Date: Tue, 04 Apr 2000
On the "whose next" question, the answer is that no one has done what Peary,
Henson, et al. did, i.e., go to the pole with absolutely no hope for relief
from any other person.
Every later expedition, to a greater or lesser extent, has relied on
aircraft and radio to dramatically alter the nature of the feat. Byrd flew
over the pole in '27 (contested), knowing that a search party could be
organized if he failed to return on schedule. Amundsen, Nobile and Ellsworth
crossed the pole and went on to Alaska a few days later.
In the early 30s, a Soviet team (one of whom was a professional acquaintance
of my father) established a camp about 30 miles from the pole and rode the
ice down into the East Greenland sea. After the war, the Air Force flew
regular missions to the Pole, and a fellow named Fletcher set up bases on
various ice floes. Not sure how close any of these were to the actual pole.
Then come the stunt men:
• Plaisted, 1967, "first" to go over the ice (by snowmobile, with air lift
• Herbert, 1968, ("first" by dogsled; first to cross the ice over the
surface; supported with 28 tons of airdropped supplies, including a hut and
a bathtub, provided by the armed forces of 3 countries);
• Steger (by dogsled, no air re-supply, but airlifted out); and numerous
later persons (first by skis, etc.).
I believe within the last few years, two men made it to the pole and back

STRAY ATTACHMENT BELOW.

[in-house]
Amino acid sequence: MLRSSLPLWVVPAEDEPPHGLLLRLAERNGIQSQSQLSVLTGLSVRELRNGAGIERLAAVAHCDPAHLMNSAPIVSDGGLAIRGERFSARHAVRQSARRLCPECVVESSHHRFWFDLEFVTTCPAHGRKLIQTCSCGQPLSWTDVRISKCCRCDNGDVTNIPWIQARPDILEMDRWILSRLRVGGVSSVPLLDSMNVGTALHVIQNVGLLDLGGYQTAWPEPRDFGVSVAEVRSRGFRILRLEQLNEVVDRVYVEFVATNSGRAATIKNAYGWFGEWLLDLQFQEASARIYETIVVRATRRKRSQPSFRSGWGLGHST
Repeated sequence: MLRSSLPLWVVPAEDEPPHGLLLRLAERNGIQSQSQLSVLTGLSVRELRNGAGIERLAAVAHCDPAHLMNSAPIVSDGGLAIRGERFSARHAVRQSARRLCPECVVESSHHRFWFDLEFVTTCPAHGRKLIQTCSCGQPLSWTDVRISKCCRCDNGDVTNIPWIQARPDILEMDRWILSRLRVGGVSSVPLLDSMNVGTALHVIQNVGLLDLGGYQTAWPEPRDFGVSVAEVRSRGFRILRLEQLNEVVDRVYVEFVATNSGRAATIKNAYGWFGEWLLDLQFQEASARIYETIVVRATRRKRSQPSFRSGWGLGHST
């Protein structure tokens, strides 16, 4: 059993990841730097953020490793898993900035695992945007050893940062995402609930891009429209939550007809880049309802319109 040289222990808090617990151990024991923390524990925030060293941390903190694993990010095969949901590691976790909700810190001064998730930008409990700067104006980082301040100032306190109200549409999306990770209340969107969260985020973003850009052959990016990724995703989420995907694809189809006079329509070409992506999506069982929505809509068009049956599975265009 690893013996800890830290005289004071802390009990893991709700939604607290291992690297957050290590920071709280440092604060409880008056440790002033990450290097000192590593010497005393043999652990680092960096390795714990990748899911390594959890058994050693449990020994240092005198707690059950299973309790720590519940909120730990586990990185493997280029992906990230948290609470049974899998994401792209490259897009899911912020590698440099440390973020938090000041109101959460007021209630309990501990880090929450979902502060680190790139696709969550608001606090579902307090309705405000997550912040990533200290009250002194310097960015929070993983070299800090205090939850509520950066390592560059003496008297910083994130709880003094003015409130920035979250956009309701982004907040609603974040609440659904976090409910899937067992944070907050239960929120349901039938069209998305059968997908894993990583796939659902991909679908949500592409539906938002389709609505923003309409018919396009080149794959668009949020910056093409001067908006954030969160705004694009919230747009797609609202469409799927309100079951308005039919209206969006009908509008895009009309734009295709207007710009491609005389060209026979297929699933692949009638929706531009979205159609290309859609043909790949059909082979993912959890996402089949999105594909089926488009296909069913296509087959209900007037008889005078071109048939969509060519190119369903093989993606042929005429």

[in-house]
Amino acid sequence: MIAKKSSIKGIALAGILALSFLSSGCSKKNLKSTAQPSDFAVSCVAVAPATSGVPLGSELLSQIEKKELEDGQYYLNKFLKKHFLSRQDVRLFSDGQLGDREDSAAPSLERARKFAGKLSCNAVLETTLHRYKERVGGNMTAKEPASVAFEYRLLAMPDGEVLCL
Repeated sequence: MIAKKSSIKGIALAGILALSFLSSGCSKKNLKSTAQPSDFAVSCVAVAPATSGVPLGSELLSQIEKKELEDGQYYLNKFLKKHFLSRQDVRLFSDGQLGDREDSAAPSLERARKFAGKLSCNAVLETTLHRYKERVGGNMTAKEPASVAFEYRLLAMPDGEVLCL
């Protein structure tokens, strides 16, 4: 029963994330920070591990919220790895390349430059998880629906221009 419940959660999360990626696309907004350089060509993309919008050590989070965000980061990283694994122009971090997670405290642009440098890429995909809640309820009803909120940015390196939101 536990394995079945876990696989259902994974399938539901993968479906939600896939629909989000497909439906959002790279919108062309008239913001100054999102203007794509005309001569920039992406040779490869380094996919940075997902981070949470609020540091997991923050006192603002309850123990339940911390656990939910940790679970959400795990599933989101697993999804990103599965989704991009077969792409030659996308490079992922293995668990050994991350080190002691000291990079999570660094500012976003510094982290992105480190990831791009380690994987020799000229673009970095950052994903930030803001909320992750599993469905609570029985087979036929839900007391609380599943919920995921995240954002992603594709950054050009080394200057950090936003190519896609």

without re-supply. Nevertheless they had the advantage of an emergency radio
beacon and relatively good chance of air rescue. (In the appendix of their
book they dispute the Peary/Henson achievement-calling them "amateurs"). The
fact remains that these guys could push things to the absolute limit knowing
they could always call for help, subject only to having to fork out the
cost. Its too bad they could not be more gracious, and admit that their
exploit simply serves to demonstrate that what might appear, based on the
experiences of others, to be impossible can be achieved by someone with the
right combination of skill, strength, planning and good luck. Their
conclusion should have been that folks who claim that Peary/Henson's feat
was impossible need to rethink that.
In short, if Peary and Henson did not do what they set out to do (but of
course, they did), then no one did it.